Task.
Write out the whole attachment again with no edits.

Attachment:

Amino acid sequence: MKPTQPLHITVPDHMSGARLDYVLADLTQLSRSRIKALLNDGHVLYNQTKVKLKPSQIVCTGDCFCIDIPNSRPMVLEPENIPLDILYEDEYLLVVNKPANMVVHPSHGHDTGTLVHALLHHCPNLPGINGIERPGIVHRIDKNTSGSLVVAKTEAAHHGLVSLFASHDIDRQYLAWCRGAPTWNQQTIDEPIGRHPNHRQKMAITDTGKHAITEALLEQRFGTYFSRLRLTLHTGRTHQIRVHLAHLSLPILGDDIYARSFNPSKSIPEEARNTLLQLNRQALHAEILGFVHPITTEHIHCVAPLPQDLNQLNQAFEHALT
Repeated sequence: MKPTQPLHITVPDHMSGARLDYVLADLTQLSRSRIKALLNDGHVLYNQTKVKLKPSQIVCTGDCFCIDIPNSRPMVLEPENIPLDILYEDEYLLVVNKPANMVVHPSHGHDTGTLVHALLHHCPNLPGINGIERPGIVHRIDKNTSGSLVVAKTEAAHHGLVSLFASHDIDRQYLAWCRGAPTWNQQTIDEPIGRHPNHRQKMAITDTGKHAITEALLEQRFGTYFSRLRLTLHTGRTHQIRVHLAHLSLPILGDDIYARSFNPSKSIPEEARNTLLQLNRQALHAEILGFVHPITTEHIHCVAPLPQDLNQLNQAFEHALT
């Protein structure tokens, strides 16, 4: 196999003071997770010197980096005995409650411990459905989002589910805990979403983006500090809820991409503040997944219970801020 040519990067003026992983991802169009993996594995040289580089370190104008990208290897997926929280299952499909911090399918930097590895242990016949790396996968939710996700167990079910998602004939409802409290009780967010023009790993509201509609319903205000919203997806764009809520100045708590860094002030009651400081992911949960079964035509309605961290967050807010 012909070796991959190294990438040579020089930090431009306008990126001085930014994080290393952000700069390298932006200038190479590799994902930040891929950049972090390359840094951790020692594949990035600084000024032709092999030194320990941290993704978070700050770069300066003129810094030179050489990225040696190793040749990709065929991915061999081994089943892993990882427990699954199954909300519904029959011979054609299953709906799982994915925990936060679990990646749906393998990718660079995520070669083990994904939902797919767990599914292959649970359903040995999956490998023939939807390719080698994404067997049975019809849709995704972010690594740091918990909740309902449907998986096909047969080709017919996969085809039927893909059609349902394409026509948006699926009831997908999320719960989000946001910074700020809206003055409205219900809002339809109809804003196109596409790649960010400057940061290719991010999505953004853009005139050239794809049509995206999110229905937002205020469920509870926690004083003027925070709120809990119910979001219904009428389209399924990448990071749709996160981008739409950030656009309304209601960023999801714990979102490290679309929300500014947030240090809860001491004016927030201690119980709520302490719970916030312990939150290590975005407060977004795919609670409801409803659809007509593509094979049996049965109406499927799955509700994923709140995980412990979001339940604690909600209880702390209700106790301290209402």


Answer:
Amino acid sequence: MKPTQPLHITVPDHMSGARLDYVLADLTQLSRSRIKALLNDGHVLYNQTKVKLKPSQIVCTGDCFCIDIPNSRPMVLEPENIPLDILYEDEYLLVVNKPANMVVHPSHGHDTGTLVHALLHHCPNLPGINGIERPGIVHRIDKNTSGSLVVAKTEAAHHGLVSLFASHDIDRQYLAWCRGAPTWNQQTIDEPIGRHPNHRQKMAITDTGKHAITEALLEQRFGTYFSRLRLTLHTGRTHQIRVHLAHLSLPILGDDIYARSFNPSKSIPEEARNTLLQLNRQALHAEILGFVHPITTEHIHCVAPLPQDLNQLNQAFEHALT
Repeated sequence: MKPTQPLHITVPDHMSGARLDYVLADLTQLSRSRIKALLNDGHVLYNQTKVKLKPSQIVCTGDCFCIDIPNSRPMVLEPENIPLDILYEDEYLLVVNKPANMVVHPSHGHDTGTLVHALLHHCPNLPGINGIERPGIVHRIDKNTSGSLVVAKTEAAHHGLVSLFASHDIDRQYLAWCRGAPTWNQQTIDEPIGRHPNHRQKMAITDTGKHAITEALLEQRFGTYFSRLRLTLHTGRTHQIRVHLAHLSLPILGDDIYARSFNPSKSIPEEARNTLLQLNRQALHAEILGFVHPITTEHIHCVAPLPQDLNQLNQAFEHALT
């Protein structure tokens, strides 16, 4: 196999003071997770010197980096005995409650411990459905989002589910805990979403983006500090809820991409503040997944219970801020 040519990067003026992983991802169009993996594995040289580089370190104008990208290897997926929280299952499909911090399918930097590895242990016949790396996968939710996700167990079910998602004939409802409290009780967010023009790993509201509609319903205000919203997806764009809520100045708590860094002030009651400081992911949960079964035509309605961290967050807010 012909070796991959190294990438040579020089930090431009306008990126001085930014994080290393952000700069390298932006200038190479590799994902930040891929950049972090390359840094951790020692594949990035600084000024032709092999030194320990941290993704978070700050770069300066003129810094030179050489990225040696190793040749990709065929991915061999081994089943892993990882427990699954199954909300519904029959011979054609299953709906799982994915925990936060679990990646749906393998990718660079995520070669083990994904939902797919767990599914292959649970359903040995999956490998023939939807390719080698994404067997049975019809849709995704972010690594740091918990909740309902449907998986096909047969080709017919996969085809039927893909059609349902394409026509948006699926009831997908999320719960989000946001910074700020809206003055409205219900809002339809109809804003196109596409790649960010400057940061290719991010999505953004853009005139050239794809049509995206999110229905937002205020469920509870926690004083003027925070709120809990119910979001219904009428389209399924990448990071749709996160981008739409950030656009309304209601960023999801714990979102490290679309929300500014947030240090809860001491004016927030201690119980709520302490719970916030312990939150290590975005407060977004795919609670409801409803659809007509593509094979049996049965109406499927799955509700994923709140995980412990979001339940604690909600209880702390209700106790301290209402």